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Thursday, April 4, 2013 11:04 am

Letters to the Editor 4/4/13

Snow, taxes and retirement

art11216

The National Weather Service recorded that Springfield had a record snowfall in March 2013 with 19.6 inches. About 18.5 of that came March 25.

IN THE KNOW ON SNOW

Dave and Jerry do residential snow removal in Springfield. We have one snow blower, and although we started at 4 a.m. on Monday, we had to limit our clients to those we could get to and get done in about an hour, so we had to turn down many calls. Here are some things we learned from the record snowstorm.

Eighteen inches of snow was never predicted. The weatherman dropped the ball in my opinion. The city did a great job getting the main streets open, a great job. But, when the plows came through Monday night and filled many clean drives with two feet of snow it caused more problems for many clients. When plows in Sherman did residential areas and buried mailboxes, this was also not good.

Some callers could not tell us how big their drive was. Few residential snow removers can handle long, wide drives, and tight areas with no place to put the snow. That was a big problem with 18 inches of snow and we had to be creative.

If we give you an ‘estimate’ over the phone, do not make the check out before we get there and expect us to cut our price.

If there is no place to put the snow neighbors may experience some inconvenience, patience is appreciated. Do not come to me after I am done and ask me to move the snow again.

If somehow you get plowed before we get there, call us back and let us know. Once we get there and find nothing to do you should still expect to pay us something because we showed up and refused other calls to work you in.

Thanks to all the great customers who had patience, who did not try to get a reduced price and understood 18 inches of snow was a lot of snow.

Jerald Jacobs,
Lawnscape Brothers, LLC
Springfield



UNHEALTHY CHOICES TAX

Mike Houston did a wonderful job on downtown Springfield during his first stint. This time around, with less money available and more urban sprawl to maintain, his task is daunting. The population has less income and our county is now known for its high mortality rate. When you sit in a convenience store parking lot you see why. Many customers who are struggling with health issues are walking out with items that are literally eating away at their quality of life. Tax it. Sangamon County could be known as a community setting its sights on healthier lifestyles. Soda, snack foods, tobacco, ammunition, alcohol and eating out are things no one needs in large quantities.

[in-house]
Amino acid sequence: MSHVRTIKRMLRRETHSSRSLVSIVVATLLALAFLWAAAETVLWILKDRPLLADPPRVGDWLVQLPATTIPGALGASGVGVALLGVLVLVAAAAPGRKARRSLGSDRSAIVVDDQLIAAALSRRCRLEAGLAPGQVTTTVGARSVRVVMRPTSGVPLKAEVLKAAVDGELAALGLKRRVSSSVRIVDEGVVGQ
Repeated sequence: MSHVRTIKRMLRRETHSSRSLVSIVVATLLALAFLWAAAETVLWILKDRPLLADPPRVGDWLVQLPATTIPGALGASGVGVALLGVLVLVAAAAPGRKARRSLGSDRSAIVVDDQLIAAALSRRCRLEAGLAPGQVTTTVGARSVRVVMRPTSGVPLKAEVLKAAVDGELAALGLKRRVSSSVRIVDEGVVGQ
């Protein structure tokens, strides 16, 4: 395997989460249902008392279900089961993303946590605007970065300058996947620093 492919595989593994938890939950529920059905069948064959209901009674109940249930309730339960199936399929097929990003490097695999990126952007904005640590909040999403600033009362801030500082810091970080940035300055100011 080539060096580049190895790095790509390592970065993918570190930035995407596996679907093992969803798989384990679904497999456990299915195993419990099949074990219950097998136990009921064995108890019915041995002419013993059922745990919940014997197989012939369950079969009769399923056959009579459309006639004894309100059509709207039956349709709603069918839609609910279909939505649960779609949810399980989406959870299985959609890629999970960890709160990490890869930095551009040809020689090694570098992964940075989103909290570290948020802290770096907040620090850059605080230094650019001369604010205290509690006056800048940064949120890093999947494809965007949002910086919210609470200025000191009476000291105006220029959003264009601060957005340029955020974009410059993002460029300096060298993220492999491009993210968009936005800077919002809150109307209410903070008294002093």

In addition to health issues, water consumption has now become a long-term issue. Last year residents basically ignored the council’s water conservation guidelines. The Mississippi River had a serious drought last year so it is time to get serious on cutting back. Businesses and residents pay attention when money is involved. So use it. If a residence or business exceeds a reasonable monthly amount on water consumption, tack on a high consumption charge.

And please, what is the council waiting for on the disposable bag tax? Disposable bags are one of the most mass-produced yet most unnecessary items that are non-biodegradable, oil-based products that other cities have made millions of dollars on taxing their use. The council is moving in the right direction. Now it is time to step it up a notch and target practices that are making us a source of ridicule rather than praise.

Anne Logue
Springfield



BROKEN RETIREMENT PROMISES

I cannot for the life of me understand Judge Nardulli’s ruling on pension benefits. The constitution states pension benefits shall not be diminished or impaired. When many of us took early retirements in 1991 and 2002, it was put in writing what we would receive so as to induce us to retire early. Anyone with half a mind knows that this would be a contractual agreement that should not be broken. Apparently, the deadbeat state cannot be trusted to keep its agreements.

If the state officials are honestly interested in doing some real pension reform, they would put any employee of the state under the same system as the rest with all the same requirements.

Tyre W. Rees
Springfield

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